Anything to Avoid the Pitchfork
Photo by Bill Hermann
I was just explaining to a visitor how we used the cable system of hayforks and a sling to put up loose hay in our barn. I concur with Curt Strum (Farm Collector, Letters to the Editor, December 2020) about placing the dropped load to lessen pitchfork work. I was too young to do the mow work, but I drove the tractor for a few years.
As you can see in one of these pictures, the cable is still wound up on a post in the barn alley … just in case we need to use it again. Still have the sling in great condition and the hay wagon too.
I do not like high places, so Dad always went up to move the rigging from mow to mow. This barn was built in 1927 by my grandfather (who started this farm in 1902) and it is as it was built, and is still used today (round bales and some squares for bale configuration).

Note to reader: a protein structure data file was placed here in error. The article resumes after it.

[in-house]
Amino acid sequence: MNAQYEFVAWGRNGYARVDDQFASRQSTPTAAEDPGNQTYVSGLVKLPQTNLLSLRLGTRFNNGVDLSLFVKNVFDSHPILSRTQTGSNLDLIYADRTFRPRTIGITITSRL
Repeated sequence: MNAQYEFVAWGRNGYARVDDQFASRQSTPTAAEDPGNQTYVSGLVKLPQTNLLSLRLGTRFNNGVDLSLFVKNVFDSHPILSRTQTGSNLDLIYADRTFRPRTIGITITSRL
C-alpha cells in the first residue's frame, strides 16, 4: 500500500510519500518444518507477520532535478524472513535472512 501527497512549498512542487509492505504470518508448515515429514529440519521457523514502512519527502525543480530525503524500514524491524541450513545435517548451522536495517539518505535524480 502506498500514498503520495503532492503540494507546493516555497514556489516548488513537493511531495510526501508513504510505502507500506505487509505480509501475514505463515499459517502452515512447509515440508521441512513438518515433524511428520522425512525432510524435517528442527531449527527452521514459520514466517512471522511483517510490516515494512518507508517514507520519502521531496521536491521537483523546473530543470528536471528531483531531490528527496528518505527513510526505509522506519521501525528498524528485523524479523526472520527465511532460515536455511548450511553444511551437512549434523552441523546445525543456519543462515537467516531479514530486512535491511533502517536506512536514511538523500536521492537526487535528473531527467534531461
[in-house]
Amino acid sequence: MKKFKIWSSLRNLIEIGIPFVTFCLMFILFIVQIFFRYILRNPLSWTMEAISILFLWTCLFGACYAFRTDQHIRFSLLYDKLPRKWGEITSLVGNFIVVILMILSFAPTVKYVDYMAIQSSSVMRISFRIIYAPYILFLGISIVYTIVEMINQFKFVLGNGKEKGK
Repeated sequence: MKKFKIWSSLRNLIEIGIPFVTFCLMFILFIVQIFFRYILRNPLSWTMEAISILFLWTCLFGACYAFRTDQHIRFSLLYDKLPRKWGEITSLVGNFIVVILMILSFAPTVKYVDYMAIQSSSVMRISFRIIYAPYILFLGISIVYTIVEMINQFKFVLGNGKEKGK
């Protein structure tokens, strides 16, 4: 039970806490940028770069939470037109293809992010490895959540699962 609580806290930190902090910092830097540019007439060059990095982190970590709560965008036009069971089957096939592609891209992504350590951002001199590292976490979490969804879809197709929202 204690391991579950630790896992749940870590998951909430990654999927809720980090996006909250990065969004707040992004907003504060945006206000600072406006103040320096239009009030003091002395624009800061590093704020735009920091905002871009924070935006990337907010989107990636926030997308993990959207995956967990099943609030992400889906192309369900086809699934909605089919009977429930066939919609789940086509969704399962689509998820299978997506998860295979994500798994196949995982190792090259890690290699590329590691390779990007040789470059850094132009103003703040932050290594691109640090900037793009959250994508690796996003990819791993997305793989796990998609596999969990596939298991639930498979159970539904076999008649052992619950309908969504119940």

Love the magazine and look forward to the mail each month.
We are Allis-Chalmers folks with some newer John Deere pieces. We have enough working ACs that we don’t have to unhook anything. Currently have (all in painted and fair- to good-working order D14, D15, D17, D19, D21, 170, 180, 185, three 200s, 220 (4×4), 8070 (4×4), H3, HD6, HD9, HD16 and HD41.
Dad passed away a couple months ago at 99. He still baled hay with his favorite D15 at 99 years old.
Bill Hermann, Port Angeles, Washington
A Fable of Two Farm Brothers
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Sharing the Past with the Grandkids
Look at this heart-warming photo from a reader about a multigenerational family and their collection of farm equipment.
More Outhouse Memories
A privy in need of a license plate The outhouse stories in previous issues made me chuckle. I was born in East Marion, Long Island, New York (winter population 300) in 1943. We lived in the village and had a two-seat privy which was only used when the power went out, during hurricanes and blizzards. We […]